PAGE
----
White Crane Lake, a picturesque oasis nestled in the heart of Jiangxi Province, has long been celebrated for its serene ambiance, bamboo-lined shores, and stunning panoramic vistas. Now, this tranquil natural wonder is set to receive a stunning addition that seamlessly blends modern architectural elegance with the splendor of nature – the White Crane Lake Visitor Center, designed by Archperience Design.
The White Crane Lake Visitor Center is the centerpiece of a comprehensive development initiative aimed at boosting tourism in the area. However, the challenge was to create a modern cultural building that would harmoniously coexist with the surrounding landscape, which includes pristine forests, majestic mountains, and the serene lake itself.
Architect Jin’ang Yang, in his quest to strike this delicate balance, eschewed the idea of merely adapting traditional local architectural styles to the new building. Instead, he drew inspiration from the ethereal beauty of White Crane Lake in the early morning, when the lake is veiled in mist and the bamboo forest is enshrouded in clouds. The design concept, aptly named “Bamboo Clouds by the Water,” seeks to encapsulate this enchanting atmosphere, integrating water, shore, bamboo, and cloud into the architectural expression.
We talked to Jin’ang Yang about the innovative design concept behind the White Crane Lake Visitor Center. Yang shared insights into the inspiration drawn from the natural surroundings, the delicate balance between modernity and nature, and the challenges faced during the construction process. Additionally, we discussed the influence of the local environment and culture on the project and gained a glimpse into the company’s future endeavors, including an upcoming visitor center in a picturesque mountain village.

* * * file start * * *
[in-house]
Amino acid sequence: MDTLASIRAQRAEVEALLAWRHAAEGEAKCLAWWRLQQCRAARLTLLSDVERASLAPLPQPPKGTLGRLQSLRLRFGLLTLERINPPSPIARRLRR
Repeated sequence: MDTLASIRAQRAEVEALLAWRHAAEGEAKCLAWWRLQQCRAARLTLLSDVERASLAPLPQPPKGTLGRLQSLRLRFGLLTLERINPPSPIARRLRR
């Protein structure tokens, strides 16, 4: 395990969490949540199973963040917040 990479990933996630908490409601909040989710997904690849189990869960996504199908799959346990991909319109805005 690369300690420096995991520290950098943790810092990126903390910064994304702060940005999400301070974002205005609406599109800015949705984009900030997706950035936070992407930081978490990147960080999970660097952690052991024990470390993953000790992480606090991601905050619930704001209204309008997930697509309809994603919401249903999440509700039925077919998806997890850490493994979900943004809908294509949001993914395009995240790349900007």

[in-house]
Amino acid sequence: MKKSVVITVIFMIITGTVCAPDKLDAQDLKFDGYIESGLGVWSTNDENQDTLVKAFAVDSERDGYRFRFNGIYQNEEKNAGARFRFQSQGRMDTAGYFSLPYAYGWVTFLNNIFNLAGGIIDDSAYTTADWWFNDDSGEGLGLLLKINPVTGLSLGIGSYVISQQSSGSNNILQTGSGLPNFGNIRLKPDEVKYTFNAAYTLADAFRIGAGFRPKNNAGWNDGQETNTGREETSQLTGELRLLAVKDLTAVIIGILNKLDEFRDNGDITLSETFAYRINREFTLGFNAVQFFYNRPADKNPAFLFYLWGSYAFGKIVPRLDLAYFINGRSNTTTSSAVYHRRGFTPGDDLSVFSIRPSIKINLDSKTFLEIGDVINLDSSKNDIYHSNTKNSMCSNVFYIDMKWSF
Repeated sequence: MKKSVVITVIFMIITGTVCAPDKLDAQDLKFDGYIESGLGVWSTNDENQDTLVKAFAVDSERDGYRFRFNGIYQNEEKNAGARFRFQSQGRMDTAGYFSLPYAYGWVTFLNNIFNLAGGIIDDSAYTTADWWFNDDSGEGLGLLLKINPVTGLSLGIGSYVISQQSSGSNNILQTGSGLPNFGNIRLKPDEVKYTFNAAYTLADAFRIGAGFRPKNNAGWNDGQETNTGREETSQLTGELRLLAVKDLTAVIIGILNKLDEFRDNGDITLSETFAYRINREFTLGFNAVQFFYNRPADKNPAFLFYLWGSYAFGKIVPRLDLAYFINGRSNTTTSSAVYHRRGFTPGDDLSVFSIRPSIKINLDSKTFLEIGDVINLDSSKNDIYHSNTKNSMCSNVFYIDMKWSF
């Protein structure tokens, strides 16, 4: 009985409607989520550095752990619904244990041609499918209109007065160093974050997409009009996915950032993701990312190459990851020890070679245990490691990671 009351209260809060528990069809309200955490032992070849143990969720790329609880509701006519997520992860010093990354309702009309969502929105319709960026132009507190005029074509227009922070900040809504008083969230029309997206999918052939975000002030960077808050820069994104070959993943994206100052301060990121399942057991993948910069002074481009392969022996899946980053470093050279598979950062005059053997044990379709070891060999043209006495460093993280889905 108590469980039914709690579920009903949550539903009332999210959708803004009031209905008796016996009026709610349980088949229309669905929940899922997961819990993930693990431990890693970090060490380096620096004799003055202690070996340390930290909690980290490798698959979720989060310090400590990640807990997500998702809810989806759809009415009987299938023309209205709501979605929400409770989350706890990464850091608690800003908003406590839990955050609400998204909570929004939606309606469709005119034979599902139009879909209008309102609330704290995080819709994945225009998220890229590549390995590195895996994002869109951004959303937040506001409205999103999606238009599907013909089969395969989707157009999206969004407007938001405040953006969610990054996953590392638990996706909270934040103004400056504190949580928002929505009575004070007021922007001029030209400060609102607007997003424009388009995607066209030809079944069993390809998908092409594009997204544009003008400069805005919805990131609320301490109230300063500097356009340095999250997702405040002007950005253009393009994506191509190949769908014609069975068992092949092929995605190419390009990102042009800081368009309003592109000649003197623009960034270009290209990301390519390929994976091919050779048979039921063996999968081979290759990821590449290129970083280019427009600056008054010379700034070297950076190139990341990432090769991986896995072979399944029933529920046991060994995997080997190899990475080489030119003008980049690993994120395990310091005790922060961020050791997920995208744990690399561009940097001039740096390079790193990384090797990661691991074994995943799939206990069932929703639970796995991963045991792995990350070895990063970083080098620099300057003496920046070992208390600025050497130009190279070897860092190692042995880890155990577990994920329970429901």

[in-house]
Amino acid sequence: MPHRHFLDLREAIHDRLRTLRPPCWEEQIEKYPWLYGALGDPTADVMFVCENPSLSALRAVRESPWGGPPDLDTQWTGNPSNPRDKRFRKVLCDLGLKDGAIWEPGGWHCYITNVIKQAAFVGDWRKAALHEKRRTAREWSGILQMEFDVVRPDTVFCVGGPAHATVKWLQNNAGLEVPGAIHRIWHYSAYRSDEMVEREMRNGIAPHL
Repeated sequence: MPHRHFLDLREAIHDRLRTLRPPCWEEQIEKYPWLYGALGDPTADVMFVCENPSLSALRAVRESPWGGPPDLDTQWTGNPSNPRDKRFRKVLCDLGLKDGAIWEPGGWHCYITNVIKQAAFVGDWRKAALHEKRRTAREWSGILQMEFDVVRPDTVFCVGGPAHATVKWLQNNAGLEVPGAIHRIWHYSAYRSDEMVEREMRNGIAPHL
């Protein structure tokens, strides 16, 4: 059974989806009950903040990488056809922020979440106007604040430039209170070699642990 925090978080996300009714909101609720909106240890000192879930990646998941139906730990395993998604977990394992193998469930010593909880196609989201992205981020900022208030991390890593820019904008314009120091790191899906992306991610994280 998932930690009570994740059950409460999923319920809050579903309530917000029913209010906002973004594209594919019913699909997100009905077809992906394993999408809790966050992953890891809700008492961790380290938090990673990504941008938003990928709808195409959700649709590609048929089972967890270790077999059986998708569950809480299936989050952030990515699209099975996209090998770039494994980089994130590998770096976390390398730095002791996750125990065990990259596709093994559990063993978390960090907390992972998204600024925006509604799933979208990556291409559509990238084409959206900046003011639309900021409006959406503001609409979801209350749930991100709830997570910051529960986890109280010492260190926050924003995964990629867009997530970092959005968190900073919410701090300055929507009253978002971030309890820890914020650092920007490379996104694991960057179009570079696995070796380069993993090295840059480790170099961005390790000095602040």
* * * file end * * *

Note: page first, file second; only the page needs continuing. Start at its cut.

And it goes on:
Can you describe the initial inspiration and thought process that led to the design concept of “Bamboo Clouds by the Water” for the White Crane Lake Visitor Center?
The concept is mainly inspired by the site, which is surrounded by the lake with an extensive bamboo forest. As the sun rises in the early morning, the lake is shrouded in dense clouds and mist which gently disperse themselves in the surrounding forests. When we walked through the forest at this time of day for the first time, the impression came to us that we were simultaneously walking through trees and clouds in the sky, which led to the concept eventually.
How did you balance the need to create a modern cultural building with the challenge of preserving the natural tranquility and ambience of the White Crane Lake environment?
As a visitor center in the scenic area, on the one hand, the building itself should have a strong character and identity to be recognized and seen by tourists as the first impression of the tour sequence. From some perspectives, it should like an eye-catching gateway. While on the other hand, the building needs to be sufficiently subdued and softened, and does not threaten or contradict the existing natural environment. From other perspectives it’s more like an extension of the bamboo forest, or a flying bridge in the forest, hidden from view.
The team paid lots of attention on the SCAL of the building. When we were first considering the design approach, a direct solution of taking the materials and forms of the local houses came up, then translated that language to reinterpret traditional architecture with a modern style. However, considering that the building’s scale and program that requires more than 3,000 square meters, it was acknowledged that the appearance of a large-scale traditional style building on the site would be visually disturbing the nature. In the end we created a façade system of two layers to solve the problem: a transparent glass volume to accommodate all functions and a bamboo skin to correspond to the environment.